Two Simple Ways to Communicate Expectations About Money
By David LaGreca
Two simple ways to communicate expectations about money:
While effective organizations recognize that board members bring expertise and experience, most boards also look to their members for personal financial contributions (their "venture capital"). But communicating fundraising responsibilities in a friendly, positive way is difficult for many organizations. Here are two simple ways to try:
A. Wish List:
Staff often assume that board members understand how to help defray day-to-day costs, however, a simple statement of "wishes" will give board members ideas on how to do that! Some creative example of non-cash wish list items include:
++ Having a major printing project for their fiscal year be taken care of by a board member
++ Having each board member provide an introduction to staff of a potential funder (corporation, private foundation, individual) during the year.
++ A color laser printer, a couch, pet carriers, a tractor, or other equipment
++ Having each board member bring at least four individuals to at least two theater parties during the year.
B. Board Member's Budget Pledge Form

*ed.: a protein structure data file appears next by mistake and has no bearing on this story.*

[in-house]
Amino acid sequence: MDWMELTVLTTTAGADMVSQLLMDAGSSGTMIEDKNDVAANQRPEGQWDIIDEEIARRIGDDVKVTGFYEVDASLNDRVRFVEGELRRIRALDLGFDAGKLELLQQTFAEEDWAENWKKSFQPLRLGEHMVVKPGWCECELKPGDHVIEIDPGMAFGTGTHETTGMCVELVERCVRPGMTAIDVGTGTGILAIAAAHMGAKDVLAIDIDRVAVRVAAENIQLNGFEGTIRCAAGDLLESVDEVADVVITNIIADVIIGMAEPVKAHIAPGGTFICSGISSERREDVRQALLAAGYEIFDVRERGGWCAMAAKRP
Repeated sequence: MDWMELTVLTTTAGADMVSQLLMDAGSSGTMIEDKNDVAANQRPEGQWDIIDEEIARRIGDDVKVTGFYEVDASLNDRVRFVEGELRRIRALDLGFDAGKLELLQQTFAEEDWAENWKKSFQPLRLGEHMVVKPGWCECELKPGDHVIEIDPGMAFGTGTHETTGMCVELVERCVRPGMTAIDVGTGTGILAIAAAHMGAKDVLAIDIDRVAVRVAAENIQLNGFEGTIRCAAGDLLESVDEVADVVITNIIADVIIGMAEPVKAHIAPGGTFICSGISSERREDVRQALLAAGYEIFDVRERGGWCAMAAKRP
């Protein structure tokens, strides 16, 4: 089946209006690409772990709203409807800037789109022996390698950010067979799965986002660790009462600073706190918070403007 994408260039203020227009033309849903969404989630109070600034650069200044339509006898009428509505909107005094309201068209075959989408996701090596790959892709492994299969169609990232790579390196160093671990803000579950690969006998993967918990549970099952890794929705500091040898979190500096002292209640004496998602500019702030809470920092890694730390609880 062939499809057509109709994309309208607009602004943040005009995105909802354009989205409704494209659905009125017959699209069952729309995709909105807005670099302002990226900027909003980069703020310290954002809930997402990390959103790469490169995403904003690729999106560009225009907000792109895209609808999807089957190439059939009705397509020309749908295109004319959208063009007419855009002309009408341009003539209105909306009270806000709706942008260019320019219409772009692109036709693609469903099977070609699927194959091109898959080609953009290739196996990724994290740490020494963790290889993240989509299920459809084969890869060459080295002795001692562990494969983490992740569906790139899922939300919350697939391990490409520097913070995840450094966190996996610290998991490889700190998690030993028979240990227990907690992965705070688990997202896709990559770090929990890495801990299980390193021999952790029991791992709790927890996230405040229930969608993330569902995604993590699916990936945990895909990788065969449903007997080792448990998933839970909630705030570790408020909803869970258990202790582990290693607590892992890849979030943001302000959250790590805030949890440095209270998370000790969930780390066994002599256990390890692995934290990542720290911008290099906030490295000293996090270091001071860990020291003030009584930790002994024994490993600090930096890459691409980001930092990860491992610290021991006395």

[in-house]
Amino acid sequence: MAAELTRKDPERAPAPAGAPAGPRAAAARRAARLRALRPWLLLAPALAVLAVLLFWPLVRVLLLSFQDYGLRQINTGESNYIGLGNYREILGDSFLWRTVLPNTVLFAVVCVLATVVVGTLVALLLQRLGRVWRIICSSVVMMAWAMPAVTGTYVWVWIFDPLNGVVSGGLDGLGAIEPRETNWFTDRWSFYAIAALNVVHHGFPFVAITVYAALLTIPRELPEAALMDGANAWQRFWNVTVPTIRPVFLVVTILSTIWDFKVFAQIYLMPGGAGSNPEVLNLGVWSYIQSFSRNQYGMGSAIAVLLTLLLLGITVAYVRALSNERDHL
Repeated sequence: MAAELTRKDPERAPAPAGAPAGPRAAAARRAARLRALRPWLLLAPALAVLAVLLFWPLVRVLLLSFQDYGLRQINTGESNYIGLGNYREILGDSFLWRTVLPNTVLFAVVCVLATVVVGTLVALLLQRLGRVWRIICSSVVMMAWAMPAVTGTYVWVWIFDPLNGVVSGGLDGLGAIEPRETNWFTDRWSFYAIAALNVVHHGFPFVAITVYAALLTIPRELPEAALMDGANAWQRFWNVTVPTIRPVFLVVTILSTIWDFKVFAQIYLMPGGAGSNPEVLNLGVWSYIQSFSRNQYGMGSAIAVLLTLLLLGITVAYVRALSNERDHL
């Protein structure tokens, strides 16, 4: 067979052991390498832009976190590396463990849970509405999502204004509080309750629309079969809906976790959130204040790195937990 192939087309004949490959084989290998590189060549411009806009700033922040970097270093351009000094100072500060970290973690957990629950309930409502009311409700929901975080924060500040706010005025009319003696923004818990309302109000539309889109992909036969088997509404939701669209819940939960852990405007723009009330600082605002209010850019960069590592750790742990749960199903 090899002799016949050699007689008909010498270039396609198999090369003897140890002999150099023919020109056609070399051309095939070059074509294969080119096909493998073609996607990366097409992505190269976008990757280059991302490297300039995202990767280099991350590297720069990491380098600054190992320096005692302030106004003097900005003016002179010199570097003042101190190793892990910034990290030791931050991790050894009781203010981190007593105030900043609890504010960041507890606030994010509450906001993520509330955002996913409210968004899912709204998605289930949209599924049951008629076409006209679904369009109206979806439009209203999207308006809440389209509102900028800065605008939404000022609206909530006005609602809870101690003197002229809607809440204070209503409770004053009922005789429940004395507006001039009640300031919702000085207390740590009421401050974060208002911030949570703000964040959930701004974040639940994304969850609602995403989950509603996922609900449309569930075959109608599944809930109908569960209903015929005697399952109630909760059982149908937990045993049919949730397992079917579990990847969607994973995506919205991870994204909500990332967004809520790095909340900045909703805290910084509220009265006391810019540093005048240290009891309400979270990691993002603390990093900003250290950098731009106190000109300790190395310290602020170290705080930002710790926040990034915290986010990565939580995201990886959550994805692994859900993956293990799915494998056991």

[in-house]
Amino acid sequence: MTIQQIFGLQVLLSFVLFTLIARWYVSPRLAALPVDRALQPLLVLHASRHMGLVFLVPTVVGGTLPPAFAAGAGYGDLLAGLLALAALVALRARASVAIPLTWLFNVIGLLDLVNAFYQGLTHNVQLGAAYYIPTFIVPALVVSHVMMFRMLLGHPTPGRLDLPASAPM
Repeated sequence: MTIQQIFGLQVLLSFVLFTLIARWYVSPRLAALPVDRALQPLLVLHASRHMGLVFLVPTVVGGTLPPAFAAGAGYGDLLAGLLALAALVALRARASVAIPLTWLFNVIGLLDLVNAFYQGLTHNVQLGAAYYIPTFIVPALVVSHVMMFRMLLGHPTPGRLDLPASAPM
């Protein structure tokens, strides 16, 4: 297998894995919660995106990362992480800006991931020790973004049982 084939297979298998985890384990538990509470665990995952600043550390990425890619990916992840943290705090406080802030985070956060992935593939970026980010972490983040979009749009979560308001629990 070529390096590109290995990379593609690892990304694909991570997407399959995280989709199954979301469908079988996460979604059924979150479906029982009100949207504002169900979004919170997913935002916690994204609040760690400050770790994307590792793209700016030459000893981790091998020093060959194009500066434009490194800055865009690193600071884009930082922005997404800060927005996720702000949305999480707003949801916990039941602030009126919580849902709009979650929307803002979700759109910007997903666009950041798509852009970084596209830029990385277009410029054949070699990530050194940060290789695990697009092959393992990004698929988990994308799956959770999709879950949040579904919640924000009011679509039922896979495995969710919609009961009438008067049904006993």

Each year, as part of the budget adoption process, one board president we know collects the following simple form from each board member:
For the Fiscal year 1998 my contribution toward the support of this organization will be:
1. My personal contribution: $________ Check Enclosed _ Send me a quarterly reminder _ Charge my credit card quarterly.
2. My company will match: ____________________
3. I will make a financial contribution of stock, bequest, other: ____________
4. I will participate in preparations for one or more of our special events:
_Annual Gala _ Theater Party _ Summer Bash
5. I will assist with fundraising outreach to the following foundations, corporation, individuals:
6. I can provide/identify in-kind resources/services (computer equipment, office supplies, transportation, furniture, professional services, etc.):
Making this form part of the budget process illustrates how contributions are a fundamental part of how the organization will find needed resources for the coming year.
Original publication date: 02/09/1998